Luxor Temple is a large Ancient Egyptian temple complex located on the east bank of the Nile River in the city today known as Luxor and was founded in 1400 BCE. The temple is one of the best preserved of all of the ancient monuments with large amounts of the structure, statuary and relief carvings still intact, making it one of the most impressive visits in the Luxor area and all of Egypt.
Adding significantly to its allure is the juxtaposition that its setting provides. The modern city begins on one side and the Nile drifts by on the other. The statuary and carvings that decorate the temple today mainly feature Ramesses II.
Luxor Temple, along with the temple complex of Karnak, are the most famous temple complexes around Luxor and they are both located on the East Bank of the Nile. In ancient times an avenue of sphinxes that ran the entire 3 kilometers between them to connect the two sites.
Luxor temple was built with sandstone from the Gebel el-Silsila area, which is located in south-western Egypt. This sandstone from the Gebel el-Silsila region is referred to as Nubian Sandstone.
The Luxor Temple was dedicated to the Theban Triad of the cult of the Royal Ka, Amun, Mut, and Khonsu and was built during the New Kingdom, the focus of the annual Opet Festival, in which a cult statue of Amun was paraded down the Nile from nearby Karnak Temple to stay there for a while, with his consort Mut, in a celebration of fertility whence its name.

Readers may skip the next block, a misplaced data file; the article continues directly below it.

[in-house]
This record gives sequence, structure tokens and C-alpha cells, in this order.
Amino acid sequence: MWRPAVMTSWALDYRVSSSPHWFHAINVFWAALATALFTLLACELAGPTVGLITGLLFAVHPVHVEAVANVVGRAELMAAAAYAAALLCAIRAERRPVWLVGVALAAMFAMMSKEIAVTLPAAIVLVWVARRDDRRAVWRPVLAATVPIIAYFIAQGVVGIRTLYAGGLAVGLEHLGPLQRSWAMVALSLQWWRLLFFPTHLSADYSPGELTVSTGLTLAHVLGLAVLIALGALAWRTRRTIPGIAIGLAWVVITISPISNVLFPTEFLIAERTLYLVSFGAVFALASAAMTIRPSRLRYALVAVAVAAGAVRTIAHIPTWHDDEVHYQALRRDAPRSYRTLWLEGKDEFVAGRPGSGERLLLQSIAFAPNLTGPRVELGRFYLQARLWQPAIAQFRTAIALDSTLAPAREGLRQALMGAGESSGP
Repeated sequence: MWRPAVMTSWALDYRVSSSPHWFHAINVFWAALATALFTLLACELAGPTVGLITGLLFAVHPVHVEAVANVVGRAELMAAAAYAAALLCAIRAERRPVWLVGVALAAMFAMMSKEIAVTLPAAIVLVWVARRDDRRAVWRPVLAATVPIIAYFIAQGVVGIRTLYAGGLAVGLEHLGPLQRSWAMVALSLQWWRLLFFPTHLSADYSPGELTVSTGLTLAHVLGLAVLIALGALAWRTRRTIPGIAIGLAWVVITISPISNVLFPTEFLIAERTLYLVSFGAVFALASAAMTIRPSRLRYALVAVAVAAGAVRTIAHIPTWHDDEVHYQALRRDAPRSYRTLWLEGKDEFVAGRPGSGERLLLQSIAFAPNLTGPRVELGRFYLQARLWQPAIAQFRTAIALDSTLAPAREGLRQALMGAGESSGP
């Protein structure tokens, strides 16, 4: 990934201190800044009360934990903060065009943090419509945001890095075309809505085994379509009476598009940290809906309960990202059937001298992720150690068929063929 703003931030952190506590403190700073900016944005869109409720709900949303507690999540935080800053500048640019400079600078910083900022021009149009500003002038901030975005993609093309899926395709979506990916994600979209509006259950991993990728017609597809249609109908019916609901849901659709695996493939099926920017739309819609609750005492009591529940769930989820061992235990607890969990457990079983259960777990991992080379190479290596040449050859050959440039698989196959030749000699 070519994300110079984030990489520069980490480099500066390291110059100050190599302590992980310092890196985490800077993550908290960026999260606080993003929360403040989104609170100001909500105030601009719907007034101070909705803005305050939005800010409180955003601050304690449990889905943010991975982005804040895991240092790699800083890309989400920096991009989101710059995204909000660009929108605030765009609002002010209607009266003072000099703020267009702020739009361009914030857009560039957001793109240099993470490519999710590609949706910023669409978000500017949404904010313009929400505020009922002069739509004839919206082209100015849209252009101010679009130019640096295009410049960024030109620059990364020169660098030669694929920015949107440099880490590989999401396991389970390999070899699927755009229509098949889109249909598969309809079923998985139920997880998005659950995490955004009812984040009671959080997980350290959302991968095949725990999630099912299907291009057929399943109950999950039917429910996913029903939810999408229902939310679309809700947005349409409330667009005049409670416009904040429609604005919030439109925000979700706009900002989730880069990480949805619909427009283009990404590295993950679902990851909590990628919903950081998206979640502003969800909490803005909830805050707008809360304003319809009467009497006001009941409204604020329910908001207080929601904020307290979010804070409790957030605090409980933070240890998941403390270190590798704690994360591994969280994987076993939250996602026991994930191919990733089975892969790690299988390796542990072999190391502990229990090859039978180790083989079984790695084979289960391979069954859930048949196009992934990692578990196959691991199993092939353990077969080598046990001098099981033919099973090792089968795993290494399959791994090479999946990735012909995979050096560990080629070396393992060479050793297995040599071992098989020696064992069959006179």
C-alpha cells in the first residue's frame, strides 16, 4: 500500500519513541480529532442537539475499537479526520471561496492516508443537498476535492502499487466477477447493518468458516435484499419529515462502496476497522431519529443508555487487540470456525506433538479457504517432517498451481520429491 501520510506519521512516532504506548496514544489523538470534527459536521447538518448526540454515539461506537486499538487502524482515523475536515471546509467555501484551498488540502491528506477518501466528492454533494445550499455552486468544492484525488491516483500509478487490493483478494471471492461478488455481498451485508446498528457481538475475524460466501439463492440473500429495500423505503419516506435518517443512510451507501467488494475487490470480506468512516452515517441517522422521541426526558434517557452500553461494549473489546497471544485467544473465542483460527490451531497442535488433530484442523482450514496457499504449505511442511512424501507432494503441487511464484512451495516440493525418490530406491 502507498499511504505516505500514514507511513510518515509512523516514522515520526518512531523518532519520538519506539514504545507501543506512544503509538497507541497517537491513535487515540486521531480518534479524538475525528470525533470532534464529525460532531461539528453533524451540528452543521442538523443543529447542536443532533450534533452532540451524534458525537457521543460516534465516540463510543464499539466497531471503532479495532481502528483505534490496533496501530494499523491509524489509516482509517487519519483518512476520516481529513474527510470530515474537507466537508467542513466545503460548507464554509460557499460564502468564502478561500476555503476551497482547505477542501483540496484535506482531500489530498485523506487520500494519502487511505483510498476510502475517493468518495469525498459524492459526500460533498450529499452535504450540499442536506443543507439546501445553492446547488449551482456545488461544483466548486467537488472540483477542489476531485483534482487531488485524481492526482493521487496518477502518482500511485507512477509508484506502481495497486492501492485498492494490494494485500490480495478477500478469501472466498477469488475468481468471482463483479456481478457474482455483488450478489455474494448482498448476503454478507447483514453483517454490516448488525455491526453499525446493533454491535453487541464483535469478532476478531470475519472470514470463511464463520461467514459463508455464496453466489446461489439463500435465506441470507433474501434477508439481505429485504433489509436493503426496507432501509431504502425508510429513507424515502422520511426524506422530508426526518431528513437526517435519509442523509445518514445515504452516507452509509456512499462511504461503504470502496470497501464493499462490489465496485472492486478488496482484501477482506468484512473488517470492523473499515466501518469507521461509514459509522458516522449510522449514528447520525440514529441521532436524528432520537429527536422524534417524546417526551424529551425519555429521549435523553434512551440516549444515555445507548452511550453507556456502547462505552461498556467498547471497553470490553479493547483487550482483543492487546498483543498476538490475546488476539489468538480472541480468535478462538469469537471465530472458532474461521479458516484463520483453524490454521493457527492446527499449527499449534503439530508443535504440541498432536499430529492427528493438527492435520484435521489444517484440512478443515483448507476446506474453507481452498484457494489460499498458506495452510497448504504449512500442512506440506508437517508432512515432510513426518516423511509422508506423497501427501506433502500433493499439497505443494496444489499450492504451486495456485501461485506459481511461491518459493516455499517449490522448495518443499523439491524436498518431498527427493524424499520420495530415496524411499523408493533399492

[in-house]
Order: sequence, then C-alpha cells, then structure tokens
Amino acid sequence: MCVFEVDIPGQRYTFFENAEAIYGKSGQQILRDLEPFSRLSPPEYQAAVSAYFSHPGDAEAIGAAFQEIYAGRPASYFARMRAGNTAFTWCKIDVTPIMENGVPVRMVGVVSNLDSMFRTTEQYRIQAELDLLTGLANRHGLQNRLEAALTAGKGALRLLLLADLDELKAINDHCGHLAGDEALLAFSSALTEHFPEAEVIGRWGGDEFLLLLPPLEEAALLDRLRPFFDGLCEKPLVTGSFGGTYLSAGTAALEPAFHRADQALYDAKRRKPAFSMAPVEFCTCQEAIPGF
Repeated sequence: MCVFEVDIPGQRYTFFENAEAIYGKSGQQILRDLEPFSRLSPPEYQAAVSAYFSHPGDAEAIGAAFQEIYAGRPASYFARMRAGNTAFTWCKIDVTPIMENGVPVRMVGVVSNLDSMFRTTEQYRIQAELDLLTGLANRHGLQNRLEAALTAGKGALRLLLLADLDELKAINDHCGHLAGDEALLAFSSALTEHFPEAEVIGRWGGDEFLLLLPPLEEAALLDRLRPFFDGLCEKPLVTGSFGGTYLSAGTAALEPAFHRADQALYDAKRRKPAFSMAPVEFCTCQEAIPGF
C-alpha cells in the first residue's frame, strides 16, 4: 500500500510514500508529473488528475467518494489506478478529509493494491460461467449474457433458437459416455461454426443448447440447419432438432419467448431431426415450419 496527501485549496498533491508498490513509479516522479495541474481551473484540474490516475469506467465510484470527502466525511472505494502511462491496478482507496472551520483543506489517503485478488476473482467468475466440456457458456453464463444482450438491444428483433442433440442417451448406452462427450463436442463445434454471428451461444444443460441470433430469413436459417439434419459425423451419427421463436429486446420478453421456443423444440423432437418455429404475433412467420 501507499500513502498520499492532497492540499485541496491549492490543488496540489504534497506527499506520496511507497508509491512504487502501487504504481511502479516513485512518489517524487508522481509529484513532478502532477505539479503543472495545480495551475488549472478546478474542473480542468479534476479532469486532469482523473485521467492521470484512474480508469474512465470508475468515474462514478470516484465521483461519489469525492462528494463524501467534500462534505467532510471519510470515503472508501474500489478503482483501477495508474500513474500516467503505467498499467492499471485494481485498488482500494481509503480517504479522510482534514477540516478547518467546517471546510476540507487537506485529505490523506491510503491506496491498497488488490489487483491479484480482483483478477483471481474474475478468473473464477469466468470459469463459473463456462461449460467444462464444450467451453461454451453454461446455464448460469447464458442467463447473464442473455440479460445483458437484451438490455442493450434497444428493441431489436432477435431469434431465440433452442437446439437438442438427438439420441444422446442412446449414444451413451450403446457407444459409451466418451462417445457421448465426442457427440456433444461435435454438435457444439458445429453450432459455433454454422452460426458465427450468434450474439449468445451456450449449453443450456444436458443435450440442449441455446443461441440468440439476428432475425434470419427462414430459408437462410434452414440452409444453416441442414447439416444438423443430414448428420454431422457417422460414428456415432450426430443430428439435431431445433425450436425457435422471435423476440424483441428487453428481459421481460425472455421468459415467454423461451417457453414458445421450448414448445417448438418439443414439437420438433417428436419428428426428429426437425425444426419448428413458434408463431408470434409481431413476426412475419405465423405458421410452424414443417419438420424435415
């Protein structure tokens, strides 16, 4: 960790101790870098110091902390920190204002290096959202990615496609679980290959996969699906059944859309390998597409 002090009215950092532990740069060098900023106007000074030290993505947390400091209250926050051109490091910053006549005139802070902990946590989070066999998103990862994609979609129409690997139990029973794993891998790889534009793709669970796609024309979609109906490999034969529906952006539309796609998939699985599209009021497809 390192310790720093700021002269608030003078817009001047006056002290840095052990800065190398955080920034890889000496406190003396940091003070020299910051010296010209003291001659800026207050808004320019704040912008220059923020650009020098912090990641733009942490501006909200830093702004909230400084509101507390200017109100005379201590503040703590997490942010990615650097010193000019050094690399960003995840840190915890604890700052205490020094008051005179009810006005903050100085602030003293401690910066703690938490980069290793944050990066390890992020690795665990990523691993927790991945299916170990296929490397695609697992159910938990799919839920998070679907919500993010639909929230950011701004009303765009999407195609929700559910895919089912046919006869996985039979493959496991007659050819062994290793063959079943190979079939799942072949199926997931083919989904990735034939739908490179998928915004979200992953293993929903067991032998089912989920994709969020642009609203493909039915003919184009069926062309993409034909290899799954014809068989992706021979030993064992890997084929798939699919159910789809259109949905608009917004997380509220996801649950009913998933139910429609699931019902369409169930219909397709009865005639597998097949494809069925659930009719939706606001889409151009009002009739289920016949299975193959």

However, other studies at the temple by the Epigraphic Survey team present a completely new interpretation of Luxor and its great annual festival (the Feast of Opet). They have concluded that Luxor is the temple dedicated to the divine Egyptian ruler or, more precisely, to the cult of the Royal Ka.
The original part of the Temple of Luxor consisted of a large peristyle court and a complex of halls and chambers beyond. In one hall is a granite shrine of Alexander the Great. The great peristyle forecourt is surrounded on three sides by a double row of graceful papyrus-cluster columns, their capitals imitating the umbels of the papyrus plant in bud.
An entrance flanked by the towers of a pylon was planned for the north end, but this design was altered, and, instead, the most striking feature of the temple, a majestic colonnade of 14 pillars, 52 feet (16 metres) high, was added.
This colonnade, which also has papyrus-umbel capitals, may have been intended for the central nave of a hypostyle hall similar to that at Karnak, but the side aisles were not built; instead, enclosing walls were built down either side.
Luxor, together with other Theban sites—Karnak, the Valley of the Queens, and the Valley of the Kings—was designated a UNESCO World Heritage site in 1979. Excavations and preservation efforts have been ongoing.
The outer courtyard at Luxor is known as the courtyard of Ramsses II. The outer courtyard is a common feature of many of the temple complexes and some temples contained multiple courtyards. Courtyards were decorated with statues and reliefs depicting the pharaoh and commemorating his reign.